I am a healthcare professional in Tasmania. I have been working in an atmosphere where I come across a lot of patients who are in chronic pain. Often, they are on pain medications for long term management of their condition which improves their quality of life. As the medical condition progresses, they might be transferred to a palliative care for better pain management. In my personal experience, the majority of the patients who come to me have a hope that their condition may improve with treatment. So that’s the trust people have upon the healthcare services.
Until now people’s notion about the healthcare sector is to have a positive health outcome, but if this Voluntary Assisted Dying Bill 2020 is passed, healthcare could be sought to either cure or kill. This will negatively affect the people’s perception about healthcare sector, with the result that there would be widespread loss of trust especially among the vulnerable and elderly. Moreover, many people are often not in a good mental state after taking standard pain medications for a long time as the medications tend to impair cognitive ability. So attempting to elicit informed consent from these patients for euthanasia, or voluntary assisted dying, would be impossible and the patients could be subject to moral or emotional duress.
If the VAD Bill is passed, aged care or palliative care facilities may take advantage or manipulate things for their own financial benefit. They may reduce staff numbers, hence reducing operational expenditure and increasing profits for their businesses. This would be an unacceptable position for our healthcare sector, especially in light of the recent Royal Commission into Aged Care.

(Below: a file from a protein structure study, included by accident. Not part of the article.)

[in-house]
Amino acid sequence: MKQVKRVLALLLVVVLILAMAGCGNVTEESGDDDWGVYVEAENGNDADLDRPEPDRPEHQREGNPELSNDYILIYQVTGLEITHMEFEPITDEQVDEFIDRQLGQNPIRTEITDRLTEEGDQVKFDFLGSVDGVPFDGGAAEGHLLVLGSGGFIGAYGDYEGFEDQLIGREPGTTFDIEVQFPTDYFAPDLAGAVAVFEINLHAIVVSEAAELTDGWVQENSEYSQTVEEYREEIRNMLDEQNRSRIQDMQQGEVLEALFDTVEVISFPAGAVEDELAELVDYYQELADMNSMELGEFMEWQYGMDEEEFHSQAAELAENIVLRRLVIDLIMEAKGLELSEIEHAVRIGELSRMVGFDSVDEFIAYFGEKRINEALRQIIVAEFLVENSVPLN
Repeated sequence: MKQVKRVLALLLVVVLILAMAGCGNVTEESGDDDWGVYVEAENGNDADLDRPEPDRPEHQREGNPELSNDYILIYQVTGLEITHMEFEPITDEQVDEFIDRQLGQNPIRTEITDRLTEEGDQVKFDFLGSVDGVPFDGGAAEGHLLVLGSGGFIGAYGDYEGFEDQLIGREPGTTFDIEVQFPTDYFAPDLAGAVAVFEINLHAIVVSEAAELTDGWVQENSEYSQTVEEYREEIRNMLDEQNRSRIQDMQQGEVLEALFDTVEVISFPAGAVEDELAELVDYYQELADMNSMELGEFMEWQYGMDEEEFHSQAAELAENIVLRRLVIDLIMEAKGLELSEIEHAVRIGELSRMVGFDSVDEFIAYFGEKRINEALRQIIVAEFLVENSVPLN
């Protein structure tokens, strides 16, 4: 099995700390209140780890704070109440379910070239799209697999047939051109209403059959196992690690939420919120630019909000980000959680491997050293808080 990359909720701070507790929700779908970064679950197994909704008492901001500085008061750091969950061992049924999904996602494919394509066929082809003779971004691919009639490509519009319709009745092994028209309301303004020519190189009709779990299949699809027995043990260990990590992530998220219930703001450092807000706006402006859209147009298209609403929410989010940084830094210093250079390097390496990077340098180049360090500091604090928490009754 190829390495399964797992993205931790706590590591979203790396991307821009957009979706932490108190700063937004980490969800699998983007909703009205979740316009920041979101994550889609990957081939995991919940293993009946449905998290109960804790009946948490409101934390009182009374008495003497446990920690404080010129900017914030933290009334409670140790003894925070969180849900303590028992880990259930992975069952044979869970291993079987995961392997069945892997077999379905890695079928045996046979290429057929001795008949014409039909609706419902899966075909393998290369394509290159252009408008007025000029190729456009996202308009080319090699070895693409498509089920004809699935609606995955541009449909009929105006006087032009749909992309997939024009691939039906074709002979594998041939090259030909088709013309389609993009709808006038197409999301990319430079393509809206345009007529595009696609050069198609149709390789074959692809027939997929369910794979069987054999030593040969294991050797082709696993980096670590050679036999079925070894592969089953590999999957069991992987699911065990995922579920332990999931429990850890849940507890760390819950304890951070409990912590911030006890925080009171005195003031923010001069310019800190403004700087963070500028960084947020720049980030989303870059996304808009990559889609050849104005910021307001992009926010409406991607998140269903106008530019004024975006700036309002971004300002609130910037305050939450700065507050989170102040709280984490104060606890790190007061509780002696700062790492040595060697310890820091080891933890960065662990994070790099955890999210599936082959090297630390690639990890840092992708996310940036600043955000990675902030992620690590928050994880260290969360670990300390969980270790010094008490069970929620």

From my experience, people do not want to die because of a disease they suffer from. Most people do not believe that killing is a solution to human suffering. Instead, everyone wants to overcome their illness. If any of my family members are in the same situation, I cannot see them being euthanised because of a terminal illness. I would prefer to spend time with my loved ones by giving them emotional and psychological support, thereby improving their confidence and well-being.
Many people are unaware of the physiology of the dying process and how the body’s systems slowly shut down. Sometimes a patient may not eat or drink, or pass a bowel motion for days. This can cause distress to family members, but the patient can be made comfortable with good pain management under the supervision of palliative care specialists.
My hope is that the Tasmanian Parliament will reject this End-of-Life Choices (Voluntary Assisted Dying) Bill 2020. I would prefer to see our MPs approve more funding for palliative care, and the training of healthcare professionals in pain management and the physiology of the natural dying process.
* This is not the person’s real name as they wish to remain anonymous